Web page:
The NIL and the Transformation of the NBA Draft

Author: David Cooke, Graphics: Bella Aharonian

The BRB Bottomline

The development of the name, image, and likeness (NIL) rules within NCAA sports will greatly affect NBA draft prospects’ career paths and income potential. Draft prospects are now more likely to return to school than ever before.

The Path of the Prodigy

For most young basketball prodigies with the potential to play professionally, the route to the NBA draft has more or less been predetermined for them. It starts out with one year of post-high school play, most often with an NCAA Division I college team, followed by an early departure from college to declare for the NBA draft. For many of these young, promising athletes, much of their lives were spent fantasizing about pursuing their passion and playing basketball at the highest level. When they finally shake the commissioner’s hand, sealing their spot in the NBA, that moment serves as a culmination of their dreams—as well as the point at which they’re about to become millionaires. 

Now, imagine an alternative scenario. You, a talented basketball prospect, have been told your entire life that “you are special,”  “you are different,” and that “you are the next Lebron, Kobe, KD, Michael Jordan, or [another NBA superstar].” You’ve spent all of your high school summers away from your friends and family playing the Amateur Athletic Union (AAU) club basketball circuit, grinding in sweaty gyms filled to the brim with scouts. Your hard work at the high school level paved your way to an opportunity to play in a top college program; however, your freshman year was disappointing and didn’t go the way you envisioned it to. Despite the disappointing year in college, you still believe that your talent merits a first-round pick. After all, you are special, right?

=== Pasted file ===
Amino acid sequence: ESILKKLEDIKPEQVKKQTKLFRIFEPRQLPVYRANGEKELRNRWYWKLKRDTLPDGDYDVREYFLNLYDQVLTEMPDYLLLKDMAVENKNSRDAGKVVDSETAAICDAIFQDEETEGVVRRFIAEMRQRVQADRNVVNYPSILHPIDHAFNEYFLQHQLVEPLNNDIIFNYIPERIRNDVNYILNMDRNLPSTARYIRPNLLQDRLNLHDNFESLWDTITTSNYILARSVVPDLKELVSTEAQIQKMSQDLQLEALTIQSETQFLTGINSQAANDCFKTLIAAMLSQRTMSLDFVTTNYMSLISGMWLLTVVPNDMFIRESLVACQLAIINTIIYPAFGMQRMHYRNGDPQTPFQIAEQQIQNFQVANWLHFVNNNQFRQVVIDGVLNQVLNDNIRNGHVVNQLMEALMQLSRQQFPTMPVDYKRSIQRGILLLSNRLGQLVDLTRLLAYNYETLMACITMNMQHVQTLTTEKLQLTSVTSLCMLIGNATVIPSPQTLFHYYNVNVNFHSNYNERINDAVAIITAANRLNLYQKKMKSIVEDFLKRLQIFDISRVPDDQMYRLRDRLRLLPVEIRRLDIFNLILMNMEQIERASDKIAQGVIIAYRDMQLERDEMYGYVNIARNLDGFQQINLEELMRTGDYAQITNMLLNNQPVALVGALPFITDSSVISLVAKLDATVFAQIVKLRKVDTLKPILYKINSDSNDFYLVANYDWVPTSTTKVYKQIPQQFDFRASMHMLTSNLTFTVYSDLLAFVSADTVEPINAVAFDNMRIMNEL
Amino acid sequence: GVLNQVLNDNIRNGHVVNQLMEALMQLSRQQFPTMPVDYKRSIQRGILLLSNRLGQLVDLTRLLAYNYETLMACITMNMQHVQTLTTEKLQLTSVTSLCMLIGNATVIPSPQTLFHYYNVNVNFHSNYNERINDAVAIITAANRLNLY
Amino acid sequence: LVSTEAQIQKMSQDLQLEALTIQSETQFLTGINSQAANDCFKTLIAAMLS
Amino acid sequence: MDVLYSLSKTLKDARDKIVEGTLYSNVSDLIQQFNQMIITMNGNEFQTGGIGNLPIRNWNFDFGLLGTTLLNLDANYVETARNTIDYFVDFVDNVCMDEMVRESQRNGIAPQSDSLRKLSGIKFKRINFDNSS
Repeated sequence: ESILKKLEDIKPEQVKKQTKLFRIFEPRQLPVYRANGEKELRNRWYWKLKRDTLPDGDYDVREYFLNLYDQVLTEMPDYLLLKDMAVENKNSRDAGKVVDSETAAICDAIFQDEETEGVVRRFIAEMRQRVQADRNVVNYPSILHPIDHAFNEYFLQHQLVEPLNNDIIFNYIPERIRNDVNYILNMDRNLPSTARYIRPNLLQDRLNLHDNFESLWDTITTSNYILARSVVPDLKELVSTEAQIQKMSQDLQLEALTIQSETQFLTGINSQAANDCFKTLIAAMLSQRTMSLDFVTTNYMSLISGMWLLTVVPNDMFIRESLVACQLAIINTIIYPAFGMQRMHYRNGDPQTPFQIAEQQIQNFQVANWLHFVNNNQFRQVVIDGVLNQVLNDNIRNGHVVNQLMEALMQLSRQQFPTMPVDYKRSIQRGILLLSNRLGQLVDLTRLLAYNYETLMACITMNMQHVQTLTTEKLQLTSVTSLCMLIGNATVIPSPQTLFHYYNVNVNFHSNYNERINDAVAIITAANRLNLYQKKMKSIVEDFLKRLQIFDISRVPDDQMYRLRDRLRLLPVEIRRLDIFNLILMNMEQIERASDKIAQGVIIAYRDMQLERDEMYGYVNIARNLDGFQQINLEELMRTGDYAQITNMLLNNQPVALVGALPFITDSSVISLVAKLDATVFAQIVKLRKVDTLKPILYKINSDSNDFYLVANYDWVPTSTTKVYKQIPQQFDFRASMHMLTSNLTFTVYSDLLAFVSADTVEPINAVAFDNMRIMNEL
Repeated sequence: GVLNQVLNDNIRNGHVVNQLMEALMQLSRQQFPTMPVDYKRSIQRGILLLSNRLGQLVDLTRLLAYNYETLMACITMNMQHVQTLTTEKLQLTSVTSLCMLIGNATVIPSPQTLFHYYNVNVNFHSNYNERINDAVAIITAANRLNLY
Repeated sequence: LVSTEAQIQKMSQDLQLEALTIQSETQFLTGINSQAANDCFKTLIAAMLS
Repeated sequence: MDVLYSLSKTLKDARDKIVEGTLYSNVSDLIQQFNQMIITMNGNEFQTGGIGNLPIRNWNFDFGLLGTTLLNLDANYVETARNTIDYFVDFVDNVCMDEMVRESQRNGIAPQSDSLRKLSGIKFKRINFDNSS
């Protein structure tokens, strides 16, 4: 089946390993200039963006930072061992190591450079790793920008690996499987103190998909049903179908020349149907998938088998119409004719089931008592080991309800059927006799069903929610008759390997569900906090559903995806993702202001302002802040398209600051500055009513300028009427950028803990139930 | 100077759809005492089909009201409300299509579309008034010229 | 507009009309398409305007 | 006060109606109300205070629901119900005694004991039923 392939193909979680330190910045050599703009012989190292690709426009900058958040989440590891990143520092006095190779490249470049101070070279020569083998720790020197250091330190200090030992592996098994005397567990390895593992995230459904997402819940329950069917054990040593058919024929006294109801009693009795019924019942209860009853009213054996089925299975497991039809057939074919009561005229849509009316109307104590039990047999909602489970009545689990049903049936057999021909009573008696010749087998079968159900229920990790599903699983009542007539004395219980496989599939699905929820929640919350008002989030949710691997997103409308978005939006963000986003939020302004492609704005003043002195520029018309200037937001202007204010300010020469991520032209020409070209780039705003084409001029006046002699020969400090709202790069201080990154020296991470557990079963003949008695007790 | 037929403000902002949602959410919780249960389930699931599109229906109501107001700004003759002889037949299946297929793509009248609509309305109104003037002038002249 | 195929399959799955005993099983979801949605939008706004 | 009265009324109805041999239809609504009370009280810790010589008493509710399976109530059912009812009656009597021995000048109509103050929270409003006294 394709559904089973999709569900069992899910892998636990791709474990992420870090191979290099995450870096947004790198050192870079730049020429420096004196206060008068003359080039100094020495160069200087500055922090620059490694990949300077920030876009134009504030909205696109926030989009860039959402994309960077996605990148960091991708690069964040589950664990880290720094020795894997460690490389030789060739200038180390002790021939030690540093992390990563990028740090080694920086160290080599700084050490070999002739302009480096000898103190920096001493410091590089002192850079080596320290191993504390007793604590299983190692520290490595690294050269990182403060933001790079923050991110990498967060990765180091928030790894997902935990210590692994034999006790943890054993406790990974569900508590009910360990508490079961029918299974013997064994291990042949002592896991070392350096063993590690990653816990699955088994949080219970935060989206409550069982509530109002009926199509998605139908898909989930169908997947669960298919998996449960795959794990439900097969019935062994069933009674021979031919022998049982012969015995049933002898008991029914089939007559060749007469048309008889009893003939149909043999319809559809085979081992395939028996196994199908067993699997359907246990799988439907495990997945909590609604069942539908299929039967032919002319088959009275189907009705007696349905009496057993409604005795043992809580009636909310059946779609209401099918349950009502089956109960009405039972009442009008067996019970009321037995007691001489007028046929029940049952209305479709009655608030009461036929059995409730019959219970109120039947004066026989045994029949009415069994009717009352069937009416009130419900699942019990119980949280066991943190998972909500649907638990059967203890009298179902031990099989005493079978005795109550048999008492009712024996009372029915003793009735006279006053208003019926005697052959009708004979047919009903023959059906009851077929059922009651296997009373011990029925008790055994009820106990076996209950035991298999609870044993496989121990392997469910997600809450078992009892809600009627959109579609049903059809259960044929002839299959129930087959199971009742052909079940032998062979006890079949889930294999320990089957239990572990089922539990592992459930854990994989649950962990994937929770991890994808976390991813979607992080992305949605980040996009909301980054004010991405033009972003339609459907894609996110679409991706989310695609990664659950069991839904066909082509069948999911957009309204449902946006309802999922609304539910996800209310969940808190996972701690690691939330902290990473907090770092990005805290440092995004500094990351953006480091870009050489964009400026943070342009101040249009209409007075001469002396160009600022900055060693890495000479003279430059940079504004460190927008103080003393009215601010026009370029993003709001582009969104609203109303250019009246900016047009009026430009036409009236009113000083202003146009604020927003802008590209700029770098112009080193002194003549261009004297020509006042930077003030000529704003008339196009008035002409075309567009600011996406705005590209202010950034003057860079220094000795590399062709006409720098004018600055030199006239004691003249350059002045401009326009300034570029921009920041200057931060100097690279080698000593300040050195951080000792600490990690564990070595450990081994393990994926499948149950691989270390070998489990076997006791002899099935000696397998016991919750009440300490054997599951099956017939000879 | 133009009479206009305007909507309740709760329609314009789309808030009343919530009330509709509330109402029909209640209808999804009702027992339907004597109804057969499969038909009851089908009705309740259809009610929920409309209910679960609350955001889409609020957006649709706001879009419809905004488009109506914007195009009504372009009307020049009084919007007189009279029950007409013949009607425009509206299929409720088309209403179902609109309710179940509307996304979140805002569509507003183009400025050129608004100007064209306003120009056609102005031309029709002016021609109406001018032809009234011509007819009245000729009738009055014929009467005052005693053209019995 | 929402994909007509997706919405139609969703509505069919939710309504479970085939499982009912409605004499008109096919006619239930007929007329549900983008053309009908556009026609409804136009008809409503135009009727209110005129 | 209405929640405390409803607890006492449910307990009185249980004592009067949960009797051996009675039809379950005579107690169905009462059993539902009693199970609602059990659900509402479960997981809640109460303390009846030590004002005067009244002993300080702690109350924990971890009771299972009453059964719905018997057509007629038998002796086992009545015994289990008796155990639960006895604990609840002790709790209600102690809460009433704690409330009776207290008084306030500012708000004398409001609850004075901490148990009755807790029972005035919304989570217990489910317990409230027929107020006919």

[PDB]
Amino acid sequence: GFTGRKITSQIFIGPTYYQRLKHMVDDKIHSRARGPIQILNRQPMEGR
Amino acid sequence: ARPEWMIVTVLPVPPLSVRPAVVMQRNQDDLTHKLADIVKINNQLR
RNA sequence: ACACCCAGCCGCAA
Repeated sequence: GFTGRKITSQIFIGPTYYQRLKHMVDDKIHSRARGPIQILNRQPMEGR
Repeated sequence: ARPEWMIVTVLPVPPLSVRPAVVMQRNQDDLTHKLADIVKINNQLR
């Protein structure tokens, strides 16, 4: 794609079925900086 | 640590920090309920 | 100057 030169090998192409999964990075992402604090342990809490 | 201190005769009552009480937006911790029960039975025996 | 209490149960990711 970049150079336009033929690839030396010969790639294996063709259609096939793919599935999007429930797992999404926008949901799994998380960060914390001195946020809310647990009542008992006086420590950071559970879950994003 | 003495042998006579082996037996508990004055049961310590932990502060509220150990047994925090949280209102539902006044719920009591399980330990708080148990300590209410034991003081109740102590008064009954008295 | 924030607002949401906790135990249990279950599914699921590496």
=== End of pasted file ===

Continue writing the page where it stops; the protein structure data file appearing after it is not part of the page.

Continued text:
Then, something happens that defies your expectations: you are not drafted. Your dreams are shattered. What are you going to do? You can’t go back to college because you already registered, irreversibly, for the NBA draft. You are stuck in limbo. It’s a nightmare scenario for any young basketball prospect, but unfortunately, one that is all too common. For perspective, out of the 217 individuals who declared for the 2021 NBA draft, fewer than a fifth of them were eventually selected by a team. However, the NIL gives them the opportunity to earn money without getting drafted.


In situations where players are not drafted, they now have a new option to turn to—the NIL, or “name, image, and likeness.” It refers to the 2021 policy implemented by the NCAA, which allows collegiate athletes to profit from their name, image, and likeness—permitting them to sign sponsorships and endorsements, something they were previously barred from doing. The new NIL policy thus effectively allows athletes to profit off of their social media channels, partner with local businesses, and sign deals with clothing brands. 

Who Does the NIL Impact?